United Kingdom: Can Prime Minister Boris deliver Brexit?
Our new prime minister, Boris Johnson, couldn’t be more different than his “buttoned-up” predecessor, said Hugo Gye in The Sun. When a crestfallen Theresa May announced her resignation in May, having thrice failed to get Parliament to approve the Brexit deal she negotiated with the European Union, ruling Conservative Party members were tasked with choosing the country’s next leader. The mop-haired former London mayor “rode a wave of optimism with his charismatic personality” to sweep aside nine rival candidates, eventually defeating his last standing challenger—Foreign Secretary Jeremy Hunt—by a 2-to-1 margin. After campaigning on promises to get Britain out of the EU by Oct. 31—trade deal or no trade deal—unite the country, and defeat opposition Labour Party leader Jeremy Corbyn in the next general election, Johnson gave an ebullient victory speech peppered with jokes. “Some wag has already pointed out ‘deliver, unite, and defeat’ was not the best slogan because it spells out ‘DUD,’” he said. “But they forgot the final E, my friends, E for energize! And I say to all the doubters: DUDE, we are going to energize the country.”
God help us with this buffoon in charge, said Hannah Jane Parkinson in The Guardian. Johnson is “a racist”—he has referred to black people as “pickaninnies”—“an inveterate liar, a man who makes Machiavelli look misunderstood.” He made himself the face of the Vote Leave campaign during the 2016 Brexit referendum, falsely telling voters that quitting the EU would save Brits 350 million pounds ($440 million) a week. Then, when the referendum passed and the hard work of negotiating Britain’s exit began, he slunk away. Boris would never have been elected prime minister in a countrywide vote, but he is being forced upon us by Conservative Party members representing just “0.2 percent of the nation.”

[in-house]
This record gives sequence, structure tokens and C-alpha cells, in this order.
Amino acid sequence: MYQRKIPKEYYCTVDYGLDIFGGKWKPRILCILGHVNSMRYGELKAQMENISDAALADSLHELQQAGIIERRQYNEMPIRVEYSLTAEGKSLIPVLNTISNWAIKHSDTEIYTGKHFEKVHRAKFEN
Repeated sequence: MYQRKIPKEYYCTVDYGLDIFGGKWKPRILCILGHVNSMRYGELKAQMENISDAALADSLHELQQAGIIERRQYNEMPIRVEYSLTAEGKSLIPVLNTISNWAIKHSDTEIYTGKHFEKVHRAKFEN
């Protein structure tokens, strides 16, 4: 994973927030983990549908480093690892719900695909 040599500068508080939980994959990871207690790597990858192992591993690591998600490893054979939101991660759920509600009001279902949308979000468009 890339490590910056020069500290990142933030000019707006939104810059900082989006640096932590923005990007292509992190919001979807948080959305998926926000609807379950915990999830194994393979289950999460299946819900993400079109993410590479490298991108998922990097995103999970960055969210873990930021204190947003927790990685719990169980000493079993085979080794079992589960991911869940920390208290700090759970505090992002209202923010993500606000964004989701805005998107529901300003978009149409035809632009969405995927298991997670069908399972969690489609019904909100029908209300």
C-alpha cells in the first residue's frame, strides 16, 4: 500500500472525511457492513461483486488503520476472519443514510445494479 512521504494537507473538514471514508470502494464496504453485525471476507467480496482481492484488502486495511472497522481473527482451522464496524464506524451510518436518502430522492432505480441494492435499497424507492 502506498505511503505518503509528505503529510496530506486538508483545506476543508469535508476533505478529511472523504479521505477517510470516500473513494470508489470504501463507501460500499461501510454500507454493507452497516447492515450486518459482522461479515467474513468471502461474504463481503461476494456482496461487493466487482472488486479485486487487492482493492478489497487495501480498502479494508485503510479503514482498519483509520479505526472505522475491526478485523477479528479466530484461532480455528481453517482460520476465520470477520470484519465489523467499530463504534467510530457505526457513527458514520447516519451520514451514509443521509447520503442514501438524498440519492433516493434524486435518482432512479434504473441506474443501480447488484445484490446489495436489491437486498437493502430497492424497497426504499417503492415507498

Johnson faces an impossible task, said John Rentoul in Independent.co.uk. He will try to renegotiate May’s exit agreement with the EU, but “he won’t obtain significant changes.” Brussels can’t allow a hard border to go up between the Republic of Ireland, an EU member, and the U.K. province of Northern Ireland, and will insist on the “backstop”—a measure that keeps the U.K. closely tied to the EU and “is described as vassalage by the Brexit purists who sabotaged May’s deal.” And Johnson can’t simply yank the U.K. out of the bloc with no deal, because Parliament would block such an economically damaging move. Johnson would be humiliated, a general election would be called, and Corbyn might win.
Cynics wrote off Boris’ hero, Winston Churchill, too, said Steven Glover in the Daily Mail. When Churchill came to power in 1940, many in his Conservative Party thought him “flashy, unreliable, and lacking in judgment,” indeed, a “half-breed American” (Johnson and Churchill had U.S.-born mothers). Like Churchill, Johnson has also “craved the highest office in the land since he was a child.” Such ambition gives him a “mystical sense of personal destiny.” Maybe such unearned confidence is just what is needed to get Brexit done. ■